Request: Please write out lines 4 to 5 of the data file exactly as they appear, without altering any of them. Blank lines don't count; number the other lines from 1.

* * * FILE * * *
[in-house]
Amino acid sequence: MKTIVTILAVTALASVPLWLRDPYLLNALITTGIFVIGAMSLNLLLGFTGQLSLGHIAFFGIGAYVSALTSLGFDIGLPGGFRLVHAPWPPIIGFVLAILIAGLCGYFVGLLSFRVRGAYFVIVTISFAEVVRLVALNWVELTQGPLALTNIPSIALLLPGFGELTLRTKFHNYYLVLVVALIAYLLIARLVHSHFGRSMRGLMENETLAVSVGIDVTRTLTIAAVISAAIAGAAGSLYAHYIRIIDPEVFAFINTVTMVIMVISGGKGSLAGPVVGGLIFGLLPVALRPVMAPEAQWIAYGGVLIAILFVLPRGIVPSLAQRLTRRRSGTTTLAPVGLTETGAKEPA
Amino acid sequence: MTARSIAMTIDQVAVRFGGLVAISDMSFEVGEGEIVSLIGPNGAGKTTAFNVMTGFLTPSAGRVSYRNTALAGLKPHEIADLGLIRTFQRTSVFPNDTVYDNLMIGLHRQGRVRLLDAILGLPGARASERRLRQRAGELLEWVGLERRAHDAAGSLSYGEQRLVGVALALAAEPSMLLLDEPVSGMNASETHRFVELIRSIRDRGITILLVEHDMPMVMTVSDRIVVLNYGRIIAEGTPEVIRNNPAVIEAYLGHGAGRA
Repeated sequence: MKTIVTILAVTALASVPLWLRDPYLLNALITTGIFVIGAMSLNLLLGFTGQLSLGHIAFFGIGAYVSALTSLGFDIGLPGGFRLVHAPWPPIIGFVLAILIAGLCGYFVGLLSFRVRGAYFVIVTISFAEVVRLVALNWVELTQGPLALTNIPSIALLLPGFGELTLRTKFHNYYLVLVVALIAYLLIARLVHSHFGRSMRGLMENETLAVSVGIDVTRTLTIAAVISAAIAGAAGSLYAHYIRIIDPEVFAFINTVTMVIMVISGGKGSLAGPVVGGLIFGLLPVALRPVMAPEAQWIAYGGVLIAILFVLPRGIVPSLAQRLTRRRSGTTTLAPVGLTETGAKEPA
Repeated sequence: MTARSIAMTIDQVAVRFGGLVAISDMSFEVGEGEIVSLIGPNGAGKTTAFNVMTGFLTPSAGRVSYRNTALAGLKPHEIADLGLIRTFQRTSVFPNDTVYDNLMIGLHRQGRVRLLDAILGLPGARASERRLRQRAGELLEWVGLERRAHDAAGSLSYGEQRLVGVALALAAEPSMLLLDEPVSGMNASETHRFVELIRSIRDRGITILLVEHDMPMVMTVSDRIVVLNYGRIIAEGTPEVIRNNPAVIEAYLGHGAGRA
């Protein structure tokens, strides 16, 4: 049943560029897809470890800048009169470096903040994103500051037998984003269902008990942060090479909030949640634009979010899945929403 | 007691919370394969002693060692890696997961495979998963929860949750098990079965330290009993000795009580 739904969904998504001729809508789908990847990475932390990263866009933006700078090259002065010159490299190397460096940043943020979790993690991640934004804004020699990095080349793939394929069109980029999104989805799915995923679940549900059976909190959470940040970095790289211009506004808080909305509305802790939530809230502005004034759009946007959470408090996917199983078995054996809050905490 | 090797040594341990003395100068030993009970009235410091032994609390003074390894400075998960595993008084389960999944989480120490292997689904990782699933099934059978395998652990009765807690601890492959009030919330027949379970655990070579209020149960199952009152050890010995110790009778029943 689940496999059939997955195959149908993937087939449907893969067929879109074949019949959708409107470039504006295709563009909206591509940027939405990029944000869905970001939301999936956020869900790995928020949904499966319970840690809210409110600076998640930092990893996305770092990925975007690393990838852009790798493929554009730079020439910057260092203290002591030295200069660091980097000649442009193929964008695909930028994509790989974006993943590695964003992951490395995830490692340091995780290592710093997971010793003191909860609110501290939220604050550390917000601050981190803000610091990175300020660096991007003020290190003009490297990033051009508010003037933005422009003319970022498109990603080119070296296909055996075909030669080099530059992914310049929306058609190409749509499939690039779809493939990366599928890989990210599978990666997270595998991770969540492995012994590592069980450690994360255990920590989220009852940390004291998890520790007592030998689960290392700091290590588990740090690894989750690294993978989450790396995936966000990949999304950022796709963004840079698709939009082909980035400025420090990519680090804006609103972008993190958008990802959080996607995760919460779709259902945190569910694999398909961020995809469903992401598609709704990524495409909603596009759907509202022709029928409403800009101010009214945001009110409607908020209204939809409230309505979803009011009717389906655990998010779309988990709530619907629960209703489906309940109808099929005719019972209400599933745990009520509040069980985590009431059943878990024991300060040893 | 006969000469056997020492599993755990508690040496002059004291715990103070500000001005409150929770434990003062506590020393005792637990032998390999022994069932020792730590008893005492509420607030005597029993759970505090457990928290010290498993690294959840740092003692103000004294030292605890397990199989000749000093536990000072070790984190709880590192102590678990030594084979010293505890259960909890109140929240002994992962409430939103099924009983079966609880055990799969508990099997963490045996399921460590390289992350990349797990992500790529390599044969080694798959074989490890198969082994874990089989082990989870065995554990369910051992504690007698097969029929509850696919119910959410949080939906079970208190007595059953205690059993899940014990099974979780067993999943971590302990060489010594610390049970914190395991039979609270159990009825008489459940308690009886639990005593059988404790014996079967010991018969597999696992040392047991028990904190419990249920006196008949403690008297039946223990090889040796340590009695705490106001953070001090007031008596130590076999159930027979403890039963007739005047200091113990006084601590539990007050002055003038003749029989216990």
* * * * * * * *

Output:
Repeated sequence: MKTIVTILAVTALASVPLWLRDPYLLNALITTGIFVIGAMSLNLLLGFTGQLSLGHIAFFGIGAYVSALTSLGFDIGLPGGFRLVHAPWPPIIGFVLAILIAGLCGYFVGLLSFRVRGAYFVIVTISFAEVVRLVALNWVELTQGPLALTNIPSIALLLPGFGELTLRTKFHNYYLVLVVALIAYLLIARLVHSHFGRSMRGLMENETLAVSVGIDVTRTLTIAAVISAAIAGAAGSLYAHYIRIIDPEVFAFINTVTMVIMVISGGKGSLAGPVVGGLIFGLLPVALRPVMAPEAQWIAYGGVLIAILFVLPRGIVPSLAQRLTRRRSGTTTLAPVGLTETGAKEPA
Repeated sequence: MTARSIAMTIDQVAVRFGGLVAISDMSFEVGEGEIVSLIGPNGAGKTTAFNVMTGFLTPSAGRVSYRNTALAGLKPHEIADLGLIRTFQRTSVFPNDTVYDNLMIGLHRQGRVRLLDAILGLPGARASERRLRQRAGELLEWVGLERRAHDAAGSLSYGEQRLVGVALALAAEPSMLLLDEPVSGMNASETHRFVELIRSIRDRGITILLVEHDMPMVMTVSDRIVVLNYGRIIAEGTPEVIRNNPAVIEAYLGHGAGRA